Thursday, July 28, 2011

cacao grafting

We've made two trips to Marco's this week to collect cacao buds. This is a tricky job as we're trying to match the size of the buds to the size of our little seedlings. Marco's trees aren't labeled, which surprised me, but he says they're a mix, so we'll just go with that. When (& if) we finally get grafted plants into the ground, we don't want to plant all of one variety in one area. They need to cross pollinate. Since our first round of grafting was unsuccessful, we did a second graft on those seedlings. It was a little hard on some to find enough room for the graft, but we managed. All together we grafted 184 plants. This time we followed Marco's advice and cut the branches, then trimed the leaves off and placed the bud stem in newspaper, which we wet before transporting. The leaves need to be trimmed to stop the photo synthesis. (Wow, I'm learning a tiny bit of the terminology). We looked for trees that had lots of flowers and small pods because we're actually cloning the most productive trees.

We've been asked, "why grafting." According to Marco, if we plant the seedlings directly in the ground, it will take 5 - 7 years to start getting pods. By grafting we should cut the time down to 2 1/2 - 3 years. I accepted this, but still didn't understand why. As Rene and I were grafting, of course we talked a lot. This question came up and he finally put the answer in terms that made sense to me. He's wise in Mayan medicine and has worked in several fields, is smart and inquisitive. Anyway, he told me that the bud comes from a fruiting tree so once it takes hold on the rootstock it takes off from the point of the parent tree. It no longer has to wait to reach maturity, it will start producing as soon as the plant reaches a strength to support the fruit. Not technical, but makes sense to me.

We have about 500 more seedlings nearly ready to graft. We'll probably wait a week or two for them to gain a little size and then start again. Our goal is to plant an acre or two, which would be about 600 plants, and then possibly be a nursery to sell to others who don't want to mess with the grafting. Don't blame them as it's a tedious task and the loss along the way is very frustrating. The thing is, Rene and I seem to do fine and enjoy the challenge. Art is frustrated that he isn't able to help with this stage as he has a little tremble in his hand, so he gets to do the toting and fetching. We're all a team.

Sunday, July 17, 2011

Shipping into Belize

The things I shipped from Oregon to Belize finally arrived. 7 boxes, 2 plastic tubs and one suitcase, at least that's what they were when they started. By the time they got here, they were barely recognizeable. The shipments started with UPS from Bend, OR to Houston. From there the shipper put in a container to Belize. Not sure of the route, but went thru the hands of the Guatemalans, who took everything apart and threw them back again. The end result of all of this is that the boxes and tubs were crushed and the hard-side suitcase was only holding together because I had shrinkwrapped it. The sadness for me is that most of the things most precious to me were broken. I'm used to packing and have rarely lost items, but this trip was upsetting. I have to admit that I didn't identify everything as "Fragile". I just filled boxes as things demanded, never thinking that they'd be so carelessly handled. One of the wonderful things tho' is that the photo albums that I did ship are here and ok. Memories of building our log house and our grandkids. The bulk of our photos remain in storage with our son. I have to say that the true treasures are our memories. In spite of hurts that have made us sad, the memories of family and friends are still there to make us smile. No careless "lumper" can shatter those.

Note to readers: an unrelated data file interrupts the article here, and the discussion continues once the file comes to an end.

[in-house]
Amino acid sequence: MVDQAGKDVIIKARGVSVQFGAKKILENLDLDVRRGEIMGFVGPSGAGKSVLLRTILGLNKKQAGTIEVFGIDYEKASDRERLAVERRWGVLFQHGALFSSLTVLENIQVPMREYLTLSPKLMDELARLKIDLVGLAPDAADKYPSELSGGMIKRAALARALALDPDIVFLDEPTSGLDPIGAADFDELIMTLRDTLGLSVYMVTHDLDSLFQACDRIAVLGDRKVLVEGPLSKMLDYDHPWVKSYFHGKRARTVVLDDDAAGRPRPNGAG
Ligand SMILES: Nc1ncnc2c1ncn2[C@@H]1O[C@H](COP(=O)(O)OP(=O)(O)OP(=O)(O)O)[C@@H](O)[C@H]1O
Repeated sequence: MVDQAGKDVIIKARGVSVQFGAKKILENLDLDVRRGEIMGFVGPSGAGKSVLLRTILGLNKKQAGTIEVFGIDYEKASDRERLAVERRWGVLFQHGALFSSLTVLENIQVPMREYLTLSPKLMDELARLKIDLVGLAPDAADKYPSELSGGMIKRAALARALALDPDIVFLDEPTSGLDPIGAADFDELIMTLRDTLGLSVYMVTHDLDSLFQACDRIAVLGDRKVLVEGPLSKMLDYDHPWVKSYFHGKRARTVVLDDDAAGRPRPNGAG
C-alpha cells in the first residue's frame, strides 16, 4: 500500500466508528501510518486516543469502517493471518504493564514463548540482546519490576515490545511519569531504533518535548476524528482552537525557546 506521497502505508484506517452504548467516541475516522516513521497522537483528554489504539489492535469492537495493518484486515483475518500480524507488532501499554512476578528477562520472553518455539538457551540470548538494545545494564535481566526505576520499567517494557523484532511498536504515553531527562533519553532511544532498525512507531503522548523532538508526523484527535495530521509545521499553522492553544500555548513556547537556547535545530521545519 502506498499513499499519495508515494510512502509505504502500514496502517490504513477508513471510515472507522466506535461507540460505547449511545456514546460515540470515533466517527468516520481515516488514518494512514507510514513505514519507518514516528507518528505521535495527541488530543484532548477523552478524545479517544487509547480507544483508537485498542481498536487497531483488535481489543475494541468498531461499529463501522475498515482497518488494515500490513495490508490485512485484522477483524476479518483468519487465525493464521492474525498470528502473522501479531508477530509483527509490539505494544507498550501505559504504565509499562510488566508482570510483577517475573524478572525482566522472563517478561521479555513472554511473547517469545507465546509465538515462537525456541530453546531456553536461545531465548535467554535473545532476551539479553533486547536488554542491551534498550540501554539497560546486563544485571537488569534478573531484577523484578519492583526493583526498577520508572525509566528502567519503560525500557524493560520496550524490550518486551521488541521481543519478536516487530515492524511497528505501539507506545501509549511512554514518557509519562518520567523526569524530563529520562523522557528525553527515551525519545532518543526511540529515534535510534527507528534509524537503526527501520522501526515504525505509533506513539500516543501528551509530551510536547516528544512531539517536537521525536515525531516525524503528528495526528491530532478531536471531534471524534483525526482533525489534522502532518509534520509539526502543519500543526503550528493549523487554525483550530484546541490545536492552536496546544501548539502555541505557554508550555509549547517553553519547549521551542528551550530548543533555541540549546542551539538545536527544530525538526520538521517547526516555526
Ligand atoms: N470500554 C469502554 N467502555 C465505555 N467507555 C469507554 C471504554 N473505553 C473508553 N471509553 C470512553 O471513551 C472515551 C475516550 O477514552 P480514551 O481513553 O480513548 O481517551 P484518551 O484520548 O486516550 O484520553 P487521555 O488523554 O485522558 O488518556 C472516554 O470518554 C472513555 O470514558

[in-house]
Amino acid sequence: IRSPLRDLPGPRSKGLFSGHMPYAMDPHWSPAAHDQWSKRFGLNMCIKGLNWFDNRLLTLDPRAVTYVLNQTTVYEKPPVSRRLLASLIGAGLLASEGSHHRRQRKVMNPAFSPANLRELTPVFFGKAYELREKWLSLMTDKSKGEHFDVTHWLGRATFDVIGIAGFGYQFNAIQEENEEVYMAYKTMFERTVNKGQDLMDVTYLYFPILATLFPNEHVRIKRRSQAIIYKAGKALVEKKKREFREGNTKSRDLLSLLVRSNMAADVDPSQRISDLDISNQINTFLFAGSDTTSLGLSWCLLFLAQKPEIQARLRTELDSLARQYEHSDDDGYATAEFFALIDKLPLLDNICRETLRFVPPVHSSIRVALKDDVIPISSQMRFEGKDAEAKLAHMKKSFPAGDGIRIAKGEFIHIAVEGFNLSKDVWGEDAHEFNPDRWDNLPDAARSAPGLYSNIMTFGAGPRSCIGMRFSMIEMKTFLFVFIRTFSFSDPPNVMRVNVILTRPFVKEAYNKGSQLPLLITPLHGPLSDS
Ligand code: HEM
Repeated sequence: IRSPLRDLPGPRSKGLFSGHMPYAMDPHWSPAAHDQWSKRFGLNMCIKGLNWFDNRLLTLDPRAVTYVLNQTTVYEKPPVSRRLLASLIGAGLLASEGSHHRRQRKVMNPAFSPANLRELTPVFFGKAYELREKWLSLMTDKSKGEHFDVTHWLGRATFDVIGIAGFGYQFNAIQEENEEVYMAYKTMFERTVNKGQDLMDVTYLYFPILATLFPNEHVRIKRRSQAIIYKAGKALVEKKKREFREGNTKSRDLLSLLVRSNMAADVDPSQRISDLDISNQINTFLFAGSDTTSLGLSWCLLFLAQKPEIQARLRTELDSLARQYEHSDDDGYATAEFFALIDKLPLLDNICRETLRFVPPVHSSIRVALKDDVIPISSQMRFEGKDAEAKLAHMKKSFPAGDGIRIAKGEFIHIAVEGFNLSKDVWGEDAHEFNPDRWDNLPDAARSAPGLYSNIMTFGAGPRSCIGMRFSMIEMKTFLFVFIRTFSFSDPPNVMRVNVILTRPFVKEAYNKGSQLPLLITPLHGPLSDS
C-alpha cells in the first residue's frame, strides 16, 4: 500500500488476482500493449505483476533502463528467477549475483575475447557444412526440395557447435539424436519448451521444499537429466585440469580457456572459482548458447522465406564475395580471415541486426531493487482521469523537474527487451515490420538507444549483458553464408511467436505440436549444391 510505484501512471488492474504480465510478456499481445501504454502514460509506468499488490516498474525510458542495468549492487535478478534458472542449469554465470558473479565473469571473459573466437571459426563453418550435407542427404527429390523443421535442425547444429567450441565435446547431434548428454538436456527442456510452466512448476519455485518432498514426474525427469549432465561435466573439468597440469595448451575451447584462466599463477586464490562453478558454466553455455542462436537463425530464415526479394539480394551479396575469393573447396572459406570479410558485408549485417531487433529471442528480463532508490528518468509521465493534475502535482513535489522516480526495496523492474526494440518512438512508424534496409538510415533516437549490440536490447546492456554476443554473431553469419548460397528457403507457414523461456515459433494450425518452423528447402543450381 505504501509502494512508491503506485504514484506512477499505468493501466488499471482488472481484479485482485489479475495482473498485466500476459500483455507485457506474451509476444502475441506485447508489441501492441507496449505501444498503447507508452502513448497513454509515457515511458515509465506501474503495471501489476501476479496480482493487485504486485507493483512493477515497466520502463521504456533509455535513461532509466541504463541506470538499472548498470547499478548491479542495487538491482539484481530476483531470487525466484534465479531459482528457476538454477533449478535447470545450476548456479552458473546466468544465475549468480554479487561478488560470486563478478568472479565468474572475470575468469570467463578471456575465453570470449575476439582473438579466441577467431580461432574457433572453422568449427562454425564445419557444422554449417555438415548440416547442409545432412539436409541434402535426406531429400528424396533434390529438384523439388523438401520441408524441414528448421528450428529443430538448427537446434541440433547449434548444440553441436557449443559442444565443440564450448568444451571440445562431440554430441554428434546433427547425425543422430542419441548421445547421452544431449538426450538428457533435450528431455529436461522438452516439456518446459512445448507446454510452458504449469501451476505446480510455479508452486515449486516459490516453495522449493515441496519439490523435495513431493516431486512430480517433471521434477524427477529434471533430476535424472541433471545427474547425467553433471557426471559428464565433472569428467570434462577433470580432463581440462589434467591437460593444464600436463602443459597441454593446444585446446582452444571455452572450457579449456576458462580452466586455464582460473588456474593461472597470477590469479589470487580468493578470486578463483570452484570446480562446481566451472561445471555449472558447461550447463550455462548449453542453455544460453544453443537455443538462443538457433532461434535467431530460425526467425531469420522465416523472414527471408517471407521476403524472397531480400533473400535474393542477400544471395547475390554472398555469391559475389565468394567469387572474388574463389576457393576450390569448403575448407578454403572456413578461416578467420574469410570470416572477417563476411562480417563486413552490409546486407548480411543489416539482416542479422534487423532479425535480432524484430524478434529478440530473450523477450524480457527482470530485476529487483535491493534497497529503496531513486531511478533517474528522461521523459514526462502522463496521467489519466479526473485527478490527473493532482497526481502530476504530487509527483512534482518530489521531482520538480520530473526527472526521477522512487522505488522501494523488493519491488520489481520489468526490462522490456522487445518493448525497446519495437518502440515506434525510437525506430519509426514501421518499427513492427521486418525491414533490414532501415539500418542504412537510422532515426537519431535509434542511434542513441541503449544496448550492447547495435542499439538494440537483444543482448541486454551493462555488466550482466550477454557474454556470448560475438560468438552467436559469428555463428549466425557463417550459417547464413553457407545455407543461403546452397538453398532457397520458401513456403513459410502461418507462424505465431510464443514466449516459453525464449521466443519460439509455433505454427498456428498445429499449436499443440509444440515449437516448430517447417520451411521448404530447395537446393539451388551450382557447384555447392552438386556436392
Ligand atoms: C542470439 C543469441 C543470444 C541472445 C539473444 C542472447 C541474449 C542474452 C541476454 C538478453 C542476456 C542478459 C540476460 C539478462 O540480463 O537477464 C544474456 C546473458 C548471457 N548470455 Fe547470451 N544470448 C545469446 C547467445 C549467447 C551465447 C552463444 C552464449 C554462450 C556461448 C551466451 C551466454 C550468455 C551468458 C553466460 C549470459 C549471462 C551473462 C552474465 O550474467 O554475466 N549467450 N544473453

We've gone from rain to sunshine and humidity. It's so lovely, here on our hill, as we usually have a breeze. Art and Rene worked really hard this week to mow the yard. It really looks like a park. This next week we're hoping to get some budwood to be able to graft our cacao. More about that learning process in my next post.

We're off to visit friends and share some of those unshattered memories. Blessings!

Tuesday, July 12, 2011


I'm in a strange frame of mind. Probably just getting old, but right now I'm just tired. When I was in Oregon I really missed Belize (of course Art was here), and now that I'm in Belize, I can't seem to settle. I enjoyed having Jane here, altho' we both really wore our selves out, packing her life here. I now seem to be waffling between wanting to be alone and just sit and do nothing but read and being so lonesome for family that I could, and often do, cry.

We have several wonderful friends here who are always ready to help, but I sense that we're all in a similar frame of mind. I think what's got me most upset is missing our grandchildren. Wish we had the money to bring a couple of them down for a visit. Maybe next summer.